A Morning at the Book Fair / Rebeca Monzo

My friends say I’m very passionate, very vehement and sometimes present things in a very radical way.I admit that is true, but if anything I have sinned greatly in my life, it is to put a lot of heart (like the bolero) in everything I do and to not shut my mouth in the face of what I consider unfair or wrong, without giving too much attention to the consequences. It’s another reason why I have a blog.

Once when I worked in radio, I came up with a phrase that the director, now in Mexico, really loved. I said, on that occasion: Passion inflames the heart, fanaticism clouds reason. I still think so, but let’s get to the subject I’m concerned about:

Recently they’ve started, on a TV program with a big audience, to promote, on the occasion of the Book Fair, some cases of very attractive small kitchen booklets, which they will sell at the Pavilion Cuba for Valentine’s Day. From that moment I resolved to go there to buy them, though certainly I don’t like to go to that site: La Cabaña, a place of dark memories, not to mention that it seems a prison-like framework for encouraging reading. Remember, it was a dark prison and place where much blood was shed, not to mention that the Book Fair there seems more gastronomic than literary.

Finally we, Fernando (whose blog is “Marmalade“) and I, went there about ten in the morning and got tickets for which we had to pay three Cuban pesos and went up, almost running, the dirty ramp looking for the place where we found books from long ago, those abounding in political themes, but nothing of interest to us.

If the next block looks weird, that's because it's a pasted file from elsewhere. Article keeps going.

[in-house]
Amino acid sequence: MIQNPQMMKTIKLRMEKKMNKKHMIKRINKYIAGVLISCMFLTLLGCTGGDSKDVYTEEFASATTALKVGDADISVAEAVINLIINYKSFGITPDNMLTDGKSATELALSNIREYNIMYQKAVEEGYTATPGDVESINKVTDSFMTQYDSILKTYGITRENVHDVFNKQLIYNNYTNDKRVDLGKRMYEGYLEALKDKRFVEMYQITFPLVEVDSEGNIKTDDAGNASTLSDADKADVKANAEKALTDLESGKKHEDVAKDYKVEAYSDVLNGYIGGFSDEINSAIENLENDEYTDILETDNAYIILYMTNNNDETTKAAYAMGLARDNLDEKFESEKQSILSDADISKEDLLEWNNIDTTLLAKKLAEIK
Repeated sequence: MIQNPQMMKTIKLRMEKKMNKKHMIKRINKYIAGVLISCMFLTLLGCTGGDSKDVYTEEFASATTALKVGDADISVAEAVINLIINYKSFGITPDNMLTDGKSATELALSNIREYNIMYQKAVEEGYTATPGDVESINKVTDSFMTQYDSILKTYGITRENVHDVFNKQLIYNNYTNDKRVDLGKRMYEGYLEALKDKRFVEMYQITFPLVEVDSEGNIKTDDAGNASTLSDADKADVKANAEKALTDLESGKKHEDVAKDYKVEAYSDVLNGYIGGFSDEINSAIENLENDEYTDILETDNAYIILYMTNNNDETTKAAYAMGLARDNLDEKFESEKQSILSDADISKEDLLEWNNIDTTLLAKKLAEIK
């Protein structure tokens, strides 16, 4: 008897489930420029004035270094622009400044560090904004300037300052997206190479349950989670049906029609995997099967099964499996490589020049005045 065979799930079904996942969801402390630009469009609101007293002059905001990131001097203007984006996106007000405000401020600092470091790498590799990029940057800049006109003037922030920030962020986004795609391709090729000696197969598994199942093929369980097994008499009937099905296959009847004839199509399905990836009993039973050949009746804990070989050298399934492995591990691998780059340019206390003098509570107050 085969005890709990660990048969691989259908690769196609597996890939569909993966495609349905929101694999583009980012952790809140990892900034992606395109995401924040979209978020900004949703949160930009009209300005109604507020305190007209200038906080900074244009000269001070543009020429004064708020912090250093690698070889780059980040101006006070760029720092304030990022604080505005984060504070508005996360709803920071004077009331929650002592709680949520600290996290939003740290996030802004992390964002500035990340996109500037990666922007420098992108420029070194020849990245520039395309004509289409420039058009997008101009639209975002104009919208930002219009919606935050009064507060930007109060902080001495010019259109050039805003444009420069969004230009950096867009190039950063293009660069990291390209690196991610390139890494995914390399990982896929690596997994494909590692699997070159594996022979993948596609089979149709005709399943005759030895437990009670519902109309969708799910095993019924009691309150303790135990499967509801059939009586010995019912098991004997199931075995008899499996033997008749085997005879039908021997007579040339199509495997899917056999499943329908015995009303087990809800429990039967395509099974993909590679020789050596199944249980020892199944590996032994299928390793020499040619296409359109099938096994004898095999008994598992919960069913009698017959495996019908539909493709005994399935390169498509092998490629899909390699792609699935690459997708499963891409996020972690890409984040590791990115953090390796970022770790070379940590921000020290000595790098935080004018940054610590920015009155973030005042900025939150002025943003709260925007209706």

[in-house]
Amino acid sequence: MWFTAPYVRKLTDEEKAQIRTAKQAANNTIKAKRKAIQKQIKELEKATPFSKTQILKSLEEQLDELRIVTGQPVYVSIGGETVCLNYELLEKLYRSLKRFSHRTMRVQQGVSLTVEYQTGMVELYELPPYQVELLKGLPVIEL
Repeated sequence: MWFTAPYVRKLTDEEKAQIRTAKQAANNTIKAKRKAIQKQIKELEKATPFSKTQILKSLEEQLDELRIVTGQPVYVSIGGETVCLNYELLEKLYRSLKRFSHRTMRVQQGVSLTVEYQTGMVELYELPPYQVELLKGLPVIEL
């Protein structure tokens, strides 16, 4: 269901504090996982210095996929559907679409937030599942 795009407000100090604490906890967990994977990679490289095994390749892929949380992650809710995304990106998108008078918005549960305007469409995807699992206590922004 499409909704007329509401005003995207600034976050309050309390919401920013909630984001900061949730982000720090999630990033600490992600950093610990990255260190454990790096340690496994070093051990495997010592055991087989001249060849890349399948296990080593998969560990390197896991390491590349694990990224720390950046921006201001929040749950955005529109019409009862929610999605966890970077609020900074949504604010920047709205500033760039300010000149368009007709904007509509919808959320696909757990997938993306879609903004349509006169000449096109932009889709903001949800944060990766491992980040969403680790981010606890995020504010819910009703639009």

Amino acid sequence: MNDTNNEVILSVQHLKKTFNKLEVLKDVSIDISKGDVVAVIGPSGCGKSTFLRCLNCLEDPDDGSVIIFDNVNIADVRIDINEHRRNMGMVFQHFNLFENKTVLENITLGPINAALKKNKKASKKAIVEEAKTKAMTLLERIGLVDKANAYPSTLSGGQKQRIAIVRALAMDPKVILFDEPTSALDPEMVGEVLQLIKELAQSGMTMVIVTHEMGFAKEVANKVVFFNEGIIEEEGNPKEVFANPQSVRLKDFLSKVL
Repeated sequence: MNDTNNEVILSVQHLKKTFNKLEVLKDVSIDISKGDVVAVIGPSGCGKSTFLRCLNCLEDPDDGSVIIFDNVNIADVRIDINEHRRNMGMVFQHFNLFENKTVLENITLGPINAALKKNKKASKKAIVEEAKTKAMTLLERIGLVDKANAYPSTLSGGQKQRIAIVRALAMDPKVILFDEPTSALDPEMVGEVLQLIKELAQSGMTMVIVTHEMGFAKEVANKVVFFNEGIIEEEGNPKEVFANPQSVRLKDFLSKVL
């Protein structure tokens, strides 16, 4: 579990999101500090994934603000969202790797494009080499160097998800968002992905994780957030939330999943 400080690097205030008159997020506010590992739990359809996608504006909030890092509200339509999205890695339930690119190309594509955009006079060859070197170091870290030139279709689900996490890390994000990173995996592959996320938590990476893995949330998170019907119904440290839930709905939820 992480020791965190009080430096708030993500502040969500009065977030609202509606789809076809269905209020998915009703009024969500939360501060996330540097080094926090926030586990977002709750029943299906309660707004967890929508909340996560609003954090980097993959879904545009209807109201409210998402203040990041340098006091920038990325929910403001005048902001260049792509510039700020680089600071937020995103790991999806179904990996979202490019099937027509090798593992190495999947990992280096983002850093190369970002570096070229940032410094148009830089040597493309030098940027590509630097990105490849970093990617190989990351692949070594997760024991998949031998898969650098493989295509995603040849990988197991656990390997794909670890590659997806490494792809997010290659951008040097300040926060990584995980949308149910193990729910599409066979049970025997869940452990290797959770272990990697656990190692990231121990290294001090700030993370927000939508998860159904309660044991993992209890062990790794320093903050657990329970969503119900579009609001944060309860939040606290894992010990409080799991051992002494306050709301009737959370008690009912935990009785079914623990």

Hence our first unpleasant experience: you can not enter the room with bags or backpacks. I handed my bag to Fernando, who did not enter so that I could do so. When ) asked about the cookbooks, I said one of those n charge of that room said they had not arrived. How could that be, if their sale was announced on TV today? Madam, and you believe everything they say on TV? You’re mistaken, it’s just that I worked in the media, no, I don’t believe a single word. The only true thing they say is the date, like in the newspaper Granma. I didn’t find what I was looking for, but there were some children’s stories with very beautiful illustrations, and thinking of my grandchildren, I selected a few.

I walked up to the cashier with my little booty in hand, and they do not want to accept payment in CUC. How is it possible if you live in this country with the two currencies and for the most necessary things you have to acquire them with that? The answer was a gesture with eyes staring at the ceiling.

I went down the ramp disappointed, very angry and went to the first support staff of the place to express my complaints, asking them if they would pass it along to their superiors.

I left that dirty and unkempt Pavilion, where the gardens are in danger of extinction as are the stairs leading to it, all carved by neglect, thinking how it is possible, in the heart of Vedado, in an area of hotels and tourism, to have that great venue in such a state of deterioration. So ended my only foray into the media-promoted Fair.

February 15 2012